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Patient empowerment as a promising avenue towards health and social care integration: results from an overview of systematic reviews of patient empowerment interventions

Authors:

Carola Orrego ,

Marta Ballester,

Lilisbeth Perestelo,

Rosa Sunol

Abstract

Background: The ever increasing complexity of health care paired with the increasing proportion of chronic patients and other factors are clearly exacerbating the need for an all round well coordinated health (and social) system. This need for better integration of services has long sparked the interest for health system research and in the last 15 years this area has expanded and it now includes the increasingly active role of the patients, the field of patient empowerment. Although it has been strongly developed for over a decade now, it is still far from being consistent in terms of conceptualisations, categorisations and analysis. The results from the EMPATHiE project, by conducting a through review of systematic reviews analysing patient empowerment interventions targeting chronic conditions, aims to provide an overview of the field and advance in our common understanding of the role the patients as active players can have in the future developments of an integrated health (and social) systems.

Objectives: To identify the effective empowerment interventions targeting chronic patients (chronic respiratory diseases (COPD or Asthma); chronic cardiovascular diseases; diabetes mellitus (type 1 and 2); severe mental illness (schizophrenia or chronic depression); complex patients (multi-morbidity) or health or social professionals working with the described chronic patients). Also we aimed to describe main contextual factors that help or hinder their implementation.

Methods: Overview of systematic reviews (SR) of empowerment interventions for patients with chronic conditions from 2000 to 2013 was conducted for EMPATHIE (EU Project on Patient empowerment). Selected articles were extracted collecting intervention characteristics, outcome measures and scientific quality (AMSTAR). The effectiveness of the interventions was measured in terms of patient empowerment related measures, clinical outcomes, quality of life measures and use of health services. The success and failure factors were identified with a mixed methodology: results from meta-analysis and subgroup analysis and qualitative review of the conclusions of the SR’s authors. The interventions and identified factors are categorized by type of intervention, targeted condition, and level of evidence.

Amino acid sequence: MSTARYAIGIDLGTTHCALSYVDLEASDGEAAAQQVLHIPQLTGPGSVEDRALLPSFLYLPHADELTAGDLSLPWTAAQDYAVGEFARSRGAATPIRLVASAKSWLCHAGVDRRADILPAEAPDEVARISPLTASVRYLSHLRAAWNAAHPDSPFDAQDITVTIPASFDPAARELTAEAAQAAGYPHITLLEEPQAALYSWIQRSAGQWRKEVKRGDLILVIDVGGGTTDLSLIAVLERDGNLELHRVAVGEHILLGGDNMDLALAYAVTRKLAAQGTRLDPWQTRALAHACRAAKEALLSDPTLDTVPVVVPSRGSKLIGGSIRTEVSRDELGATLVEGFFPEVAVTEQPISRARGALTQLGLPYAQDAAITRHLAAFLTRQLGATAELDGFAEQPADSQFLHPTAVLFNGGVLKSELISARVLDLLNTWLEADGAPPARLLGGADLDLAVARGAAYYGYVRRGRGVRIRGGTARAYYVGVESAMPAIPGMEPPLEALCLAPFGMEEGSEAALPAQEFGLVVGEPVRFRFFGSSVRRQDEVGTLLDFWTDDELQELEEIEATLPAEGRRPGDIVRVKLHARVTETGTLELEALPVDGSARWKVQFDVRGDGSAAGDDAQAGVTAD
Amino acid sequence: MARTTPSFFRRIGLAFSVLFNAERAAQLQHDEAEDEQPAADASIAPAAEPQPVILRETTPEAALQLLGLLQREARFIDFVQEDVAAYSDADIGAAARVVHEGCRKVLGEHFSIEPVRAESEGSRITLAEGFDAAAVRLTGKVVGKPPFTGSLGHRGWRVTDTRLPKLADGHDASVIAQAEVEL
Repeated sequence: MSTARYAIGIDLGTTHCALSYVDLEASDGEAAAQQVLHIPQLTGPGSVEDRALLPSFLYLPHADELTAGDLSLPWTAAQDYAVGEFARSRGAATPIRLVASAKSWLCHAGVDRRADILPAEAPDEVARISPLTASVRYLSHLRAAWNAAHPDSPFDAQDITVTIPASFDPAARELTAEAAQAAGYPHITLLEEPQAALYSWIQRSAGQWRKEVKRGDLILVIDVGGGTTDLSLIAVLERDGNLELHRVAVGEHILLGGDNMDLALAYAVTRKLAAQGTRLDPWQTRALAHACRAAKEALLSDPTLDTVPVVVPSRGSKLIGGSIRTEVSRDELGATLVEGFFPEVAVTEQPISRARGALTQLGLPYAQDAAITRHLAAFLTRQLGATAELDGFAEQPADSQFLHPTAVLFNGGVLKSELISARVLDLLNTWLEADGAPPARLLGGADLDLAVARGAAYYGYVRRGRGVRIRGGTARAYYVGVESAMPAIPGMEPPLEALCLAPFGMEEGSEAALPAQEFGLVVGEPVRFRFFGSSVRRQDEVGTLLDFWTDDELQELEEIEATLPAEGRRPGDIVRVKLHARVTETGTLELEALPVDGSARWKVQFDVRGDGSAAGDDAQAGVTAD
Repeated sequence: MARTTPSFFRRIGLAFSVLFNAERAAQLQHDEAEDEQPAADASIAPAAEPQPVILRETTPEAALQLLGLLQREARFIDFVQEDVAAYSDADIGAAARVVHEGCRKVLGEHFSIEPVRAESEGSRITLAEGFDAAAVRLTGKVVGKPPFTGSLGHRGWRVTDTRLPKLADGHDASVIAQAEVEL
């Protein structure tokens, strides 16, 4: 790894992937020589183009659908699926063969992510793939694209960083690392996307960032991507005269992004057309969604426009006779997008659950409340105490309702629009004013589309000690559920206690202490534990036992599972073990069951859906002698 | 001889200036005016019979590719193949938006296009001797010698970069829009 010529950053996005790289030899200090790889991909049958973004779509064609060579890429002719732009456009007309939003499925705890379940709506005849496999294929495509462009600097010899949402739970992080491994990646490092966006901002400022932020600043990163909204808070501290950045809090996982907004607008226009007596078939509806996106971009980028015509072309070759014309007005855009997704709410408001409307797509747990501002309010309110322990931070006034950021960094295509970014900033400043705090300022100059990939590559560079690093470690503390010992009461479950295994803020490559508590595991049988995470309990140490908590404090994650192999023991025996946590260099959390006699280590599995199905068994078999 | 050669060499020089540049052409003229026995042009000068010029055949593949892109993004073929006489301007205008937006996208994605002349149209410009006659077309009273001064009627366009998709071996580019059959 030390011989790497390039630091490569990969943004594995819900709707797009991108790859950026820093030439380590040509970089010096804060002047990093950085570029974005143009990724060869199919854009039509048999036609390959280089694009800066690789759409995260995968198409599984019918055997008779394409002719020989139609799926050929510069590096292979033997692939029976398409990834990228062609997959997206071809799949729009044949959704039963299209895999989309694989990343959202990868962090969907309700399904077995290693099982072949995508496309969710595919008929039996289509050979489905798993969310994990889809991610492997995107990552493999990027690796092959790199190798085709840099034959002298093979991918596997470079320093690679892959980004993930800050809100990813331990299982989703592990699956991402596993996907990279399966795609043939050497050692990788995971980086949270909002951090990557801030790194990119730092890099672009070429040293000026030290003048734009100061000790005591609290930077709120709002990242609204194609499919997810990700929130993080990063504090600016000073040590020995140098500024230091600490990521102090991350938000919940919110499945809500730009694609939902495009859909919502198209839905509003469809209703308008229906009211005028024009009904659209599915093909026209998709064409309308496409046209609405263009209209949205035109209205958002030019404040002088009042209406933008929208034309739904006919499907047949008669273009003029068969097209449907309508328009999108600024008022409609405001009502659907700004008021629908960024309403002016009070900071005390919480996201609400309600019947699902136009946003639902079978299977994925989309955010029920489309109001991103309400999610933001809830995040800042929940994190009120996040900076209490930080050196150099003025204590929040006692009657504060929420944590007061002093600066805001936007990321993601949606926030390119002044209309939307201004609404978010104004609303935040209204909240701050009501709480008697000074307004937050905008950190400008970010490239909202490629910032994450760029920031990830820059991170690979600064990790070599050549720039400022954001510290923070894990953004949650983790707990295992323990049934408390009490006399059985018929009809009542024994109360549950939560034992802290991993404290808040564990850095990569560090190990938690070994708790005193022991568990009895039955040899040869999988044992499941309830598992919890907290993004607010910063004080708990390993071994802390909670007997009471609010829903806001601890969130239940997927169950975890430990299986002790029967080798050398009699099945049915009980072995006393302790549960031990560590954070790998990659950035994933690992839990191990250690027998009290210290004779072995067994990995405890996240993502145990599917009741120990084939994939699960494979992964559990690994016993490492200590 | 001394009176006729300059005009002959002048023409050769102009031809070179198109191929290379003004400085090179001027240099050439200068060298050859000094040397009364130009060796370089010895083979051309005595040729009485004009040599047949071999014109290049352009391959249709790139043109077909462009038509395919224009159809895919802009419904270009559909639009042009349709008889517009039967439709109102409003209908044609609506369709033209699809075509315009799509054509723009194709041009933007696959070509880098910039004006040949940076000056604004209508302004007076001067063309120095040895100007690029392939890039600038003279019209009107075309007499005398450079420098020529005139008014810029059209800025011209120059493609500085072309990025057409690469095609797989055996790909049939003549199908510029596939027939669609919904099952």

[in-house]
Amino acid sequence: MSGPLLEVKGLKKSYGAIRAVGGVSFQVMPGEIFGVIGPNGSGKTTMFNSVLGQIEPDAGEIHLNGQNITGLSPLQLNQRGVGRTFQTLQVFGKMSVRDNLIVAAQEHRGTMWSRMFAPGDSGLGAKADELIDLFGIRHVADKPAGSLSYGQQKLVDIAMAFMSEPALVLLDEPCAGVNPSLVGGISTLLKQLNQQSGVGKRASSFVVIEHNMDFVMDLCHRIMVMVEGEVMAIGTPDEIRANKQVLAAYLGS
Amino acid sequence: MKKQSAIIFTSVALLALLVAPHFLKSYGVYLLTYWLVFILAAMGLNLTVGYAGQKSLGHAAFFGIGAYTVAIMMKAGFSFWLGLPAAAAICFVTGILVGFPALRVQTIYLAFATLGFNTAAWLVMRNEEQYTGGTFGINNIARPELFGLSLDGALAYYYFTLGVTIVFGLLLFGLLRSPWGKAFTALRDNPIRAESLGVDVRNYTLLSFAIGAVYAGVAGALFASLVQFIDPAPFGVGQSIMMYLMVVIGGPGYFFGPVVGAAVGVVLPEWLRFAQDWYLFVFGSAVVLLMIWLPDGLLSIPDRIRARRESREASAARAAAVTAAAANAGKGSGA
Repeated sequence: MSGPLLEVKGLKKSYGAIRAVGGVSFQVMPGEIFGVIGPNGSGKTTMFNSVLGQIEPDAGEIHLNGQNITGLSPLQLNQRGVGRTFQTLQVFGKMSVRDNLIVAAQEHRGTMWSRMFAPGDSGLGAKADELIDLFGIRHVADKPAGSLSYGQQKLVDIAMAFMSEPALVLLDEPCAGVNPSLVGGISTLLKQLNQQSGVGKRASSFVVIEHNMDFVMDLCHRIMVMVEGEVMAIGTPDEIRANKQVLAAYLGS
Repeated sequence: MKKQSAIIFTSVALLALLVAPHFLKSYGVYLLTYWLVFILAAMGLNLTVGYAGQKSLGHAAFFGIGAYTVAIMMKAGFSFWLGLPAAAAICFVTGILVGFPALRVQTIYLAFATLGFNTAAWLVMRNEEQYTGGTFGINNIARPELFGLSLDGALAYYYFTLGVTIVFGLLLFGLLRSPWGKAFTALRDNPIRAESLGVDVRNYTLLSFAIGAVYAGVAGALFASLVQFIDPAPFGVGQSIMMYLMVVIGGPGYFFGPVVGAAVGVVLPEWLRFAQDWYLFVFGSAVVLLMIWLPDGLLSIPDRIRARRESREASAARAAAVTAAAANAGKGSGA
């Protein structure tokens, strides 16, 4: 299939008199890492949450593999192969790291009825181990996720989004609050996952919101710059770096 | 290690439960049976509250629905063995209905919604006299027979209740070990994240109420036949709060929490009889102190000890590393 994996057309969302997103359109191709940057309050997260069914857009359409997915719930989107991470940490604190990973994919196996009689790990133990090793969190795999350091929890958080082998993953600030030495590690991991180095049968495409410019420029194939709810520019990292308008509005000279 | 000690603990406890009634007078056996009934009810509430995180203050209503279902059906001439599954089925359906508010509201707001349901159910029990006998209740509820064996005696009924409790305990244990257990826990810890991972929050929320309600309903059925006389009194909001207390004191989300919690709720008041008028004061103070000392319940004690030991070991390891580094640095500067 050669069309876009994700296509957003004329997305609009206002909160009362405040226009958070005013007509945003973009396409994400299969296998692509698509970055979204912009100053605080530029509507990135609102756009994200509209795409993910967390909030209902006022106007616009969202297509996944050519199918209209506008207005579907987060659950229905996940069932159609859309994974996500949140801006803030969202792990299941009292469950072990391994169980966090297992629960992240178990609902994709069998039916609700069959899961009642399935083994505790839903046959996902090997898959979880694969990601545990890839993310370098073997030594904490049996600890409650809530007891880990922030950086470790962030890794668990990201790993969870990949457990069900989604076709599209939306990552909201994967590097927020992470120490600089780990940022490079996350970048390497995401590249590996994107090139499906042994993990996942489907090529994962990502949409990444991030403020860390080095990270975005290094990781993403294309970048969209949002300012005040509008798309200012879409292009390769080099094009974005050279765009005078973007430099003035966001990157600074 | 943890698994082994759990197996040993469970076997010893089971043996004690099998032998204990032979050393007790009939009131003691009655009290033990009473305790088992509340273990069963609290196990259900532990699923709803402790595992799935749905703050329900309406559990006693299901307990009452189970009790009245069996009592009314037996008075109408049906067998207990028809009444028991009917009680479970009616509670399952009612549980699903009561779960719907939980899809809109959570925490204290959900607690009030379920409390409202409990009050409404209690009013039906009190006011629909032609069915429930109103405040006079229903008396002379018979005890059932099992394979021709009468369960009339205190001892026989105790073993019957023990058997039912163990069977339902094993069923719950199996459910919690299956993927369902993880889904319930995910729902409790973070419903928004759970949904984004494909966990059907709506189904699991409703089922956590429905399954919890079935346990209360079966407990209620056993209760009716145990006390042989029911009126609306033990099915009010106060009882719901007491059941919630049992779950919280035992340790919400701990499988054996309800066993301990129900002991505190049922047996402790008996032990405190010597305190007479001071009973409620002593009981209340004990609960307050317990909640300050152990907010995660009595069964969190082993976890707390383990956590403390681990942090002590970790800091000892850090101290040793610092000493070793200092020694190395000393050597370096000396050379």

Results: The search identified 101 SRs of interest (corresponding to more than 2300 individual studies) A descriptive analysis detected that most of the interventions reported in the studies were addressed to patients at micro or meso level.

A predominance of interventions targeted diabetic patients (28.7% of SRs), followed at a distance by interventions targeting chronic respiratory conditions (25.7%), cardiovascular (12.9%), mental health conditions (10.9%) and just 1% specifically targeting complex patients.

Within a general positive tendency (when compared to usual clinical centred care) some specific interventions emerge as the most effective: self-management support interventions across all conditions and different formats of patient education for diabetic patients. Recent innovative practices (such as virtual interactive platforms and tele-monitoring through smartphones) present a positive tendency, mainly in diabetes and cardiovascular conditions. Finally, systemic changes regarding the model of care (such as the chronic care model), seem to yield positive results.

Similar interventions report different levels of effectiveness, which can be partially explained by multiple factors such as targeted condition, specific components of the intervention, patient and provider characteristics, contextual factors and outcome measures used. The study of the effect appears to indicate that, to a significant degree, success and failure factors are related to the targeted behaviour, which in turn is mediated, by the type of condition in which it is applied.

Conclusion: Interventions targeting patient empowerment tend to present positive results in several types of outcomes. Self-management support interventions and some type of patient education formats presented the most conclusive evidence in their effectiveness. Recent innovative practices (as IT based platforms) present a positive tendency but still need further research particularly regarding the ideal combination between more traditional care and these innovative practices. Practical implications for policy and clinical organization will be discussed during the presentation. Stronger evaluative work on effectiveness of meso and macro level initiatives of patient empowerment is needed. Overall patient empowerment has opened a promising avenue towards healthcare (and social) integration.

How to Cite: Orrego C, Ballester M, Perestelo L, Sunol R. Patient empowerment as a promising avenue towards health and social care integration: results from an overview of systematic reviews of patient empowerment interventions. International Journal of Integrated Care. 2016;16(6):A347. DOI: http://doi.org/10.5334/ijic.2895
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Published on 16 Dec 2016.

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